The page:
BradfordToday received the following letter from Ruttab Noor who shares some thoughts on the importance of hijab to Muslim women.
Tuesday, Feb. 1 is World Hijab Day. With recent bans on the hijab in several places including Quebec, it is now, more than ever important, that we come together as a community and educate.
The hijab is a veil that many Muslim women wear in accordance with their religion. It encourages them to dress in a modest manner. Now, many think these teachings are only instructed to women in Islam to protect them from men, which ultimately gives men control and oppresses women. However, this is not true.
Men are instructed to lower their gaze around women and treat them in a respectful manner. In fact, this instruction for men in the Holy Quran comes before the ones laid on women.
The hijab not only encourages physical modesty but also places a huge emphasis on the individual’s internal and spiritual self.
The physical wearing of it acts as a reminder to women, causing them to be internally modest, decent and respectful in their speech and actions. The hijab strengthens their connection with their faith and identity.
If you look at Islamic history, you will see the stories of Khadija, Ayesha, Fatima and many other notable women who were warriors, successful businesswomen and scholars. Reading their stories, you will see courage, determination, honour and intellect but you will never see oppression or timidness.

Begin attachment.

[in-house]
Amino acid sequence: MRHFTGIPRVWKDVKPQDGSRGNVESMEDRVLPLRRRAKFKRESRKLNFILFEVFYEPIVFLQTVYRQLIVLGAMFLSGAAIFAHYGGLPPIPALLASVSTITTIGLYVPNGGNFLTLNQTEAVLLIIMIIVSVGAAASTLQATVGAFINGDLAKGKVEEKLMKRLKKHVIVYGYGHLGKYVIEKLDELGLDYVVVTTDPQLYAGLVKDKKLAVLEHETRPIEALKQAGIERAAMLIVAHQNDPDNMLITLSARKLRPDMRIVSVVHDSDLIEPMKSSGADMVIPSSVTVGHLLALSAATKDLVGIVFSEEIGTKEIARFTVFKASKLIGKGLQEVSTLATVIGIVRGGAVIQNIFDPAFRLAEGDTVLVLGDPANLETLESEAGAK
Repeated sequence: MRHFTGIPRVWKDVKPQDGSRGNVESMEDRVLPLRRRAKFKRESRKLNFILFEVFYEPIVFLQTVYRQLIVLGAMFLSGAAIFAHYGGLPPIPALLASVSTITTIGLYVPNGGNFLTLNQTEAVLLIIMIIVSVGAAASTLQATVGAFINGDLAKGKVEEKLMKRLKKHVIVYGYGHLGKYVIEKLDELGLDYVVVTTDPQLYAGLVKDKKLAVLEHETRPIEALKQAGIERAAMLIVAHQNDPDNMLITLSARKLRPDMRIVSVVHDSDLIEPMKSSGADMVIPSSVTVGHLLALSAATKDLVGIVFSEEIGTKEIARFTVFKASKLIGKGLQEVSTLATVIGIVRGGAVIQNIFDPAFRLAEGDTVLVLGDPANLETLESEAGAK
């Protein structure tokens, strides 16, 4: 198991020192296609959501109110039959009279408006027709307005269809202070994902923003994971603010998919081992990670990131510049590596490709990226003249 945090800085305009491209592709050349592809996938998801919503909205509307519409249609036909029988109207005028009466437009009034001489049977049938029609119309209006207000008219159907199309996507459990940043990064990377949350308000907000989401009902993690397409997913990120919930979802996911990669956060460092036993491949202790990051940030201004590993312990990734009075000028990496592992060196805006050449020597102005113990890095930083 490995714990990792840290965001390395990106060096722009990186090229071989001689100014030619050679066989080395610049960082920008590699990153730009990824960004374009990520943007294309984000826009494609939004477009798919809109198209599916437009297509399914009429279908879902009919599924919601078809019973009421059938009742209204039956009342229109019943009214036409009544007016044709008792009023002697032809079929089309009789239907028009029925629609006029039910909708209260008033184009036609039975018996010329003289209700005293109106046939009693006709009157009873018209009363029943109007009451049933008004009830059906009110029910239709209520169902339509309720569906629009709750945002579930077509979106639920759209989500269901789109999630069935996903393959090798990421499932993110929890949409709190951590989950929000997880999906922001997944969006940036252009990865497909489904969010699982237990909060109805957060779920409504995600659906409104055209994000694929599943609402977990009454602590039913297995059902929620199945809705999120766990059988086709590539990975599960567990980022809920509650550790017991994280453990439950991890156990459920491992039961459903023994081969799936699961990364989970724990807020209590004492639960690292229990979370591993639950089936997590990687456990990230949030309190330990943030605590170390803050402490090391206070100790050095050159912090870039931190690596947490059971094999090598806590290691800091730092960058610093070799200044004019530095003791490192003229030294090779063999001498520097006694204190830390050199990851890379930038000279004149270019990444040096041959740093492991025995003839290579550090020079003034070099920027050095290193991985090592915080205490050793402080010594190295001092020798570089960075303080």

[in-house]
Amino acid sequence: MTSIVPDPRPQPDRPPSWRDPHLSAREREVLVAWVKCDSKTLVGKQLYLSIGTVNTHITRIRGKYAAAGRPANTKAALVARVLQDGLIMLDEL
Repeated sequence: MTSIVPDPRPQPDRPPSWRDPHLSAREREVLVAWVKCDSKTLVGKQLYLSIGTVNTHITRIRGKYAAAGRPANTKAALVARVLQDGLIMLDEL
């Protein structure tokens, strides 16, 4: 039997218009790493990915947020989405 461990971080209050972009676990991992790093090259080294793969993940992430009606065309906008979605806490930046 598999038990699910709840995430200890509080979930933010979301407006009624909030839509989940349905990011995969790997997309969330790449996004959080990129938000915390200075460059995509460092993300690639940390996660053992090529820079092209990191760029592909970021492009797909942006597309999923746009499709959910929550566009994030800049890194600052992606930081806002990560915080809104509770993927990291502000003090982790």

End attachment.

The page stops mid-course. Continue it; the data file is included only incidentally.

The truth is, the hijab is a symbol of Islam and thus empowerment.
Bans like Quebec’s controversial Bill 21, threaten to strip away a huge part of a Muslim woman's identity. It’s important to note that the concept of covering one’s head is not unique to Islam. Nuns cover their heads, Jews and Amish wear head coverings, Sikhs wear turbans and many other faiths do the same. In a country so multicultural, accepting and an advocate for religious freedom, such a law that prohibits religious symbols should be strongly condemned.
As a community, we should build peace, love and tolerance for one another. Instead of believing in misconceptions, we should educate ourselves and advocate for each other's rights. If we do this together, we can make a difference.
Ruttab Noor, Brampton